USS Willamette (AO-180) (Non-Retention)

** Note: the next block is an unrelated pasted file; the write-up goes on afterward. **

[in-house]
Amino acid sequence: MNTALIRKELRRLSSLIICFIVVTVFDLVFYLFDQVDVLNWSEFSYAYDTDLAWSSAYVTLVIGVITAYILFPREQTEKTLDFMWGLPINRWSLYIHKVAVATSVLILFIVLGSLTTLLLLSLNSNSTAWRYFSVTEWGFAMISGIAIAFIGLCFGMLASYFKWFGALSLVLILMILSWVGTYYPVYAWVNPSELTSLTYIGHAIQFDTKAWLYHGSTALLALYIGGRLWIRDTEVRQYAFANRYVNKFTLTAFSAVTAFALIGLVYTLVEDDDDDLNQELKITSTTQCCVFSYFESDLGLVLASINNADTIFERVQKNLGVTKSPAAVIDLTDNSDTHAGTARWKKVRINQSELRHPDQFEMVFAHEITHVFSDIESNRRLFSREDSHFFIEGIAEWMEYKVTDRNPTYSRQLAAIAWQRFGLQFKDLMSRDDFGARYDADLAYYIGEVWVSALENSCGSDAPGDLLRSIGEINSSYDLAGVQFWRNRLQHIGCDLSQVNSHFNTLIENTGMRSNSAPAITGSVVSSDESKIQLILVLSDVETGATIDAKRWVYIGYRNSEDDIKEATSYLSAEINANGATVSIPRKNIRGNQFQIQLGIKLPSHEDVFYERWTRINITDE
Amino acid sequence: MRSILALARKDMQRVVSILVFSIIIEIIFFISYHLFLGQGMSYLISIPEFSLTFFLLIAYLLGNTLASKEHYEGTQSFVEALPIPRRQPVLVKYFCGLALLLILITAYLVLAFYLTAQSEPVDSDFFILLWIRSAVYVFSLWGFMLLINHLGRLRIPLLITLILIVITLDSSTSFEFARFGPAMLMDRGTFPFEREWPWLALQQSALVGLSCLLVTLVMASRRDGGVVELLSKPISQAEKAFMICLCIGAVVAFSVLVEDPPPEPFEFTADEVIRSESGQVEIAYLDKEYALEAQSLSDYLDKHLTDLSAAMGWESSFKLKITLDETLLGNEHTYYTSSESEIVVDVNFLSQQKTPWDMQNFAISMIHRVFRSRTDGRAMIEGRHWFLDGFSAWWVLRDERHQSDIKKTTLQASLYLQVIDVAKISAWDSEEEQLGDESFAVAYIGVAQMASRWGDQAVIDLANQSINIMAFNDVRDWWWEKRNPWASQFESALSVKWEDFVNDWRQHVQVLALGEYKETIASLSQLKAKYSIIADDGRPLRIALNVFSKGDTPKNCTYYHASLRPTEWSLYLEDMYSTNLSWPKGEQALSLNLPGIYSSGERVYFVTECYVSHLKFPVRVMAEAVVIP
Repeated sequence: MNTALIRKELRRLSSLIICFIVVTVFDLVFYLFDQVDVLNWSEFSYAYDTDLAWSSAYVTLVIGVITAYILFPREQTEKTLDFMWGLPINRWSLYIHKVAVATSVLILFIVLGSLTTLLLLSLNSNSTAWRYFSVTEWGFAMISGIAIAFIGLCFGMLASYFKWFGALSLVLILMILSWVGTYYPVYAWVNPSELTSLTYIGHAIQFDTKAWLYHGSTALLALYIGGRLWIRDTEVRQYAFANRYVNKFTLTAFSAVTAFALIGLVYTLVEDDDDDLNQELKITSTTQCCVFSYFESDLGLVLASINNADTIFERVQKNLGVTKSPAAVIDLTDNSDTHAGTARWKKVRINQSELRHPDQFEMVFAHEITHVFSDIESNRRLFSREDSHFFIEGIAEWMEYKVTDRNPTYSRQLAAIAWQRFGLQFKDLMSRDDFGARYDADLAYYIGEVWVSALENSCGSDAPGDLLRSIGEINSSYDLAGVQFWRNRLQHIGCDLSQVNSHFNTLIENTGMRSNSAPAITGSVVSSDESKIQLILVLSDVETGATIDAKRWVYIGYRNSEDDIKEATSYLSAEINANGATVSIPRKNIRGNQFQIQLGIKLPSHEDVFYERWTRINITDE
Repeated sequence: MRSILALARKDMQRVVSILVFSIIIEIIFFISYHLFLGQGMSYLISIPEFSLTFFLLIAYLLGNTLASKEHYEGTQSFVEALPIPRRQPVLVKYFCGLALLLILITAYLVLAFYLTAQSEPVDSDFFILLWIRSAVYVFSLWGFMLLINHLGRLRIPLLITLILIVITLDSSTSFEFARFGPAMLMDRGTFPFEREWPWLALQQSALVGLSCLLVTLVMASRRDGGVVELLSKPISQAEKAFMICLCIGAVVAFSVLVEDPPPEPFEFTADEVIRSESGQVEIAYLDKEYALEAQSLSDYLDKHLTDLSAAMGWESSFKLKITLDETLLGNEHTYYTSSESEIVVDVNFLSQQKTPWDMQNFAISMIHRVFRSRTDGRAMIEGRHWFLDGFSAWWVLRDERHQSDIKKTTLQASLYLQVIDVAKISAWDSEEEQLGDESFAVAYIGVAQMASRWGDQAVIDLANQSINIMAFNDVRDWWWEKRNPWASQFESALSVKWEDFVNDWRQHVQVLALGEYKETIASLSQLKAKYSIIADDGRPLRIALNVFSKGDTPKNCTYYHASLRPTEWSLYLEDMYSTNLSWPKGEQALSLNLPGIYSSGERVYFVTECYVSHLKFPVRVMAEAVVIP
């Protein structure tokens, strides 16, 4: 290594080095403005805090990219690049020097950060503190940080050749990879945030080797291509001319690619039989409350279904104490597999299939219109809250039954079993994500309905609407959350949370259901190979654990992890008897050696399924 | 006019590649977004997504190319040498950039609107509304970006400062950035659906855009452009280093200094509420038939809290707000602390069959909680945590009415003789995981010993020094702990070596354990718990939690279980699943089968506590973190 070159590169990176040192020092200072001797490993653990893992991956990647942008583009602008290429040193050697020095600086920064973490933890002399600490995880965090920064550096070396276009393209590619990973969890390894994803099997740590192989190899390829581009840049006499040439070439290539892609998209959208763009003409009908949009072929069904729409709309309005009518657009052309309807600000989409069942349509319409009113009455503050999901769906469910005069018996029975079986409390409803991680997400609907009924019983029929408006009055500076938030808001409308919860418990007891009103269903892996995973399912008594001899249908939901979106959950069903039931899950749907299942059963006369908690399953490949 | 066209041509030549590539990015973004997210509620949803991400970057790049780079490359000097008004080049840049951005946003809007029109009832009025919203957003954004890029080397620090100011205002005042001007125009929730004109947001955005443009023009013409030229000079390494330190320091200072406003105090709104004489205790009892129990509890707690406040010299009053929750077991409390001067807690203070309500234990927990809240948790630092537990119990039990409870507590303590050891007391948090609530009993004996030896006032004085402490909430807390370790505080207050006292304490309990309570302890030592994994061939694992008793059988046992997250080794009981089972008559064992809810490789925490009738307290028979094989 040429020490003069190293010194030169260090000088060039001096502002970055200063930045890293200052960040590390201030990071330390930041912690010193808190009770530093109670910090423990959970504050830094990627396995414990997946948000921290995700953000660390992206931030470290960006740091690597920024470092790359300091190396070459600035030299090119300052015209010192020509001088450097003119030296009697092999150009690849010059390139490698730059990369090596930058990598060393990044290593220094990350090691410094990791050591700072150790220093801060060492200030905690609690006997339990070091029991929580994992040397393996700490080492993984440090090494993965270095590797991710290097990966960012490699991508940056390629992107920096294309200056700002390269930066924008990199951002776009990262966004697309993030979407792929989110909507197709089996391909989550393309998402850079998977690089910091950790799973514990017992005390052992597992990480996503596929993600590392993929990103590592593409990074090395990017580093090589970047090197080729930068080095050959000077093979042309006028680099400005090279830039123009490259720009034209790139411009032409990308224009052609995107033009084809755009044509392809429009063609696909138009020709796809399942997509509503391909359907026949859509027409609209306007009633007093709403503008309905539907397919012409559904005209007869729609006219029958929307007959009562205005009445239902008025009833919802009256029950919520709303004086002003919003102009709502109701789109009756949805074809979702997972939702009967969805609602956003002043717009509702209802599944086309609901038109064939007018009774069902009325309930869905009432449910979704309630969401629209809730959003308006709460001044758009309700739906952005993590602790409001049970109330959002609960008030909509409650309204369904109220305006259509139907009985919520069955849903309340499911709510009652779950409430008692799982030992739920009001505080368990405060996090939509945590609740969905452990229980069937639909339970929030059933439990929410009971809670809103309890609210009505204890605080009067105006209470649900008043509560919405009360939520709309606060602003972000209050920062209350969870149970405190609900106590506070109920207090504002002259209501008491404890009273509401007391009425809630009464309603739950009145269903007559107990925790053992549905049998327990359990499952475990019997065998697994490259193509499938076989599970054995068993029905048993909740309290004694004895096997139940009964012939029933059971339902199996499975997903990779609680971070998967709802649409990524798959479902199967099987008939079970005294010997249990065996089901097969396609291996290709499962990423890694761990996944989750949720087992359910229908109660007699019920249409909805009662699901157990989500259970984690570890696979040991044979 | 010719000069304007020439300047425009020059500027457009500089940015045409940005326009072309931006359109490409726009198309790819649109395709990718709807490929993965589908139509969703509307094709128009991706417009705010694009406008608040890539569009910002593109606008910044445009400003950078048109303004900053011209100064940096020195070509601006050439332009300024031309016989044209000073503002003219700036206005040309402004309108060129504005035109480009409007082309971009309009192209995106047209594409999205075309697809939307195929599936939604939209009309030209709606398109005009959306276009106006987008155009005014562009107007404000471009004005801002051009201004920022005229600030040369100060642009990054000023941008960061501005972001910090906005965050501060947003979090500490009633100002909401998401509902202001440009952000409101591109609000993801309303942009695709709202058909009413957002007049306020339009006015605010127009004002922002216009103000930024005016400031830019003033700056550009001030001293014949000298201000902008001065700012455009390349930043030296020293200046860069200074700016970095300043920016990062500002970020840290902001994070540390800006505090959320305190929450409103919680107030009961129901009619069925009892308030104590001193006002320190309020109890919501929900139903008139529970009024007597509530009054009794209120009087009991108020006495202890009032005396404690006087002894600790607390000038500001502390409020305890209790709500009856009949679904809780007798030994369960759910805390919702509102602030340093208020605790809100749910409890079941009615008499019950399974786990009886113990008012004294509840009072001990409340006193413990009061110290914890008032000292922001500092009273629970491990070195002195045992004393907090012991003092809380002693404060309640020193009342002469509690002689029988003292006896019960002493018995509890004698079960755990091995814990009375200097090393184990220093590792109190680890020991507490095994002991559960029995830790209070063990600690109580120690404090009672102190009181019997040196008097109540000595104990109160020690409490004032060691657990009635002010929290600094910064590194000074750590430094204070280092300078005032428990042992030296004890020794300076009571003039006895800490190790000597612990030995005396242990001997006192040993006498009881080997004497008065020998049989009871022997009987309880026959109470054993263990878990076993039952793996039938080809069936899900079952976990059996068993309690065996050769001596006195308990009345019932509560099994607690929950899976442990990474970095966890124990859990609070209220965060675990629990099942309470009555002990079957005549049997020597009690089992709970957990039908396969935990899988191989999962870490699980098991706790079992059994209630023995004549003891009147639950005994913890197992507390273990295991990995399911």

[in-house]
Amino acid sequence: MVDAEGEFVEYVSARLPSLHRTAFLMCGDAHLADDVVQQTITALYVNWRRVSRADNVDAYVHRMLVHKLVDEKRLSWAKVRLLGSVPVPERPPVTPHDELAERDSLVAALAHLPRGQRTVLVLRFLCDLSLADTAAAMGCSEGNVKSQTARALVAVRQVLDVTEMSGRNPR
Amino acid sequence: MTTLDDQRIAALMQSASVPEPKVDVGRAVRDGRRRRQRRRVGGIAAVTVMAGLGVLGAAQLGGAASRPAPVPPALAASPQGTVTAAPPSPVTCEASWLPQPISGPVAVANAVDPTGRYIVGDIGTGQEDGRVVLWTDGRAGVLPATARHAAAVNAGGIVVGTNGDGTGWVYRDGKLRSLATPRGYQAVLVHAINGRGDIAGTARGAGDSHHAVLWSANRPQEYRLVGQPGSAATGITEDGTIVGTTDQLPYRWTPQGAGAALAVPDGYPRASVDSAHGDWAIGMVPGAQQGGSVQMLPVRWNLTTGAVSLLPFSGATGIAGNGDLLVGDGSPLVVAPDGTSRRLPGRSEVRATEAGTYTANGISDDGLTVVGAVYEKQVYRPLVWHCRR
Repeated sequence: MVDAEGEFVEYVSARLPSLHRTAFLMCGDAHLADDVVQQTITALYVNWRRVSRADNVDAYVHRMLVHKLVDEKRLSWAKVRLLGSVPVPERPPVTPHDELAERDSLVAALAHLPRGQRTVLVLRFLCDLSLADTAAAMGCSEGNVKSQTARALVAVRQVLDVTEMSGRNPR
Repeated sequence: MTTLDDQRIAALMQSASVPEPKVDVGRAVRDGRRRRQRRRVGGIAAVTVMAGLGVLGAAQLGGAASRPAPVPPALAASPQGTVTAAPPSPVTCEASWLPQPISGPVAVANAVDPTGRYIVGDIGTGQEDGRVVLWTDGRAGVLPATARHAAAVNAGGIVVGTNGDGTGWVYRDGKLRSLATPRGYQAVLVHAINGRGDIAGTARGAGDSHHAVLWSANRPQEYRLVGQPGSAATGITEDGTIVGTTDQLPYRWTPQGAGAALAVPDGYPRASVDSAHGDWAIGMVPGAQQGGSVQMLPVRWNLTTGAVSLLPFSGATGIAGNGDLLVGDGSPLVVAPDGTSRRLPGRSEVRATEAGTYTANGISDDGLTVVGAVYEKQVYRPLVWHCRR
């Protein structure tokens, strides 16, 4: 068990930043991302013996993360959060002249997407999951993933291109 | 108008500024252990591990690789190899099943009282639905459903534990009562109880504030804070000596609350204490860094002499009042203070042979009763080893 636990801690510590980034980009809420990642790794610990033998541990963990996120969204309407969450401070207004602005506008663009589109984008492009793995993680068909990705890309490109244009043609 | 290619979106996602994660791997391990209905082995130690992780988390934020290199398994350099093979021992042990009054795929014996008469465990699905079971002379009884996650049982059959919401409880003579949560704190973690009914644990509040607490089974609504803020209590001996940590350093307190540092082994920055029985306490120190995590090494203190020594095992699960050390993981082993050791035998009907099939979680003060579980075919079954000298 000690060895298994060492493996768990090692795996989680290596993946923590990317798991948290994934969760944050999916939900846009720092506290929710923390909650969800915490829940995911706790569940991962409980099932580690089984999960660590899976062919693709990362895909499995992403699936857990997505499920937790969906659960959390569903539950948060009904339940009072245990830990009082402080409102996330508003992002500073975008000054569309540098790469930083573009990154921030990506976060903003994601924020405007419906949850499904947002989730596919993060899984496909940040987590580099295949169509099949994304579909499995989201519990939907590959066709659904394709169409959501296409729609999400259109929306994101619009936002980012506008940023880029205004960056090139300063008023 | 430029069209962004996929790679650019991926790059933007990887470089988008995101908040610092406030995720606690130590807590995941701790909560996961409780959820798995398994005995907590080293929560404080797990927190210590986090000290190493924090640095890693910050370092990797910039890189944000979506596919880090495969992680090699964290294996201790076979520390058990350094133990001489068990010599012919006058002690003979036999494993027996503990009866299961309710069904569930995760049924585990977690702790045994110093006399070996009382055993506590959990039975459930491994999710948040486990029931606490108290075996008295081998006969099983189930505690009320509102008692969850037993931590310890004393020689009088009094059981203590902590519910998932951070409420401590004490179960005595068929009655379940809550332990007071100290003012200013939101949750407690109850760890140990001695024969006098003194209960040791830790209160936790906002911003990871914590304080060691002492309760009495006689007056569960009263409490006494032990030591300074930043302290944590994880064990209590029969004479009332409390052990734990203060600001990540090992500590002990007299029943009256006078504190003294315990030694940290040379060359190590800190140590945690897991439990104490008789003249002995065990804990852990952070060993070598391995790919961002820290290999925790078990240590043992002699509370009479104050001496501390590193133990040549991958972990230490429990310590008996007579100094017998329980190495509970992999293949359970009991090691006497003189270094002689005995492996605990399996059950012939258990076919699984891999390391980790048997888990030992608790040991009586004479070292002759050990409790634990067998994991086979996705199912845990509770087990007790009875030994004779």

The USS Willamette was the fourth ship in the Cimarron-class of U.S. Navy fleet replenishment oilers. Avondale Shipyards in New Orleans, Louisiana built the ship and it was launched on July 18, 1981. Willamette was commissioned in 1982 at its homeport of Pearl Harbor, Hawaii, making it the first U.S. Navy ship to be commissioned there since 1917. Willamette wasalso the first ship of its class to be protected by two MK 15 Phalanx Weapon Systems. On September 27, 1991, Willamette was the second ship of the Cimarron-class to complete “jumboization,” where a 108-foot mid-body section was added to the center of the ship. The mid-body increased fuel capacity by 30,000 barrels and added an ordnance cargo capability of 625 tons. The mid-body also featured an additional emergency diesel generator and two cargo stations. Ballast and cargo transfer systems were fully automated and designed to effect safe and efficient transfer of bulk petroleum cargo. On February 10, 1986, approximately 75 miles southwest of Pearl Harbor, Willamette collided with the repair ship USS Jason (AR-8) during a formation steaming exercise, killing one and injuring eight. The collision smashed Willamette's starboard bow from the rail to below the waterline. Jason had to be towed back to port due to a large vertical rupture on its port side from the deck to the waterline. The Navy decommissioned the ship in 1999 and transferred tile of the vessel to the Maritime Administration in 2001. Willamette is now located at the Maritime Administration’s Suisun Bay Reserve Fleet in Benicia, California.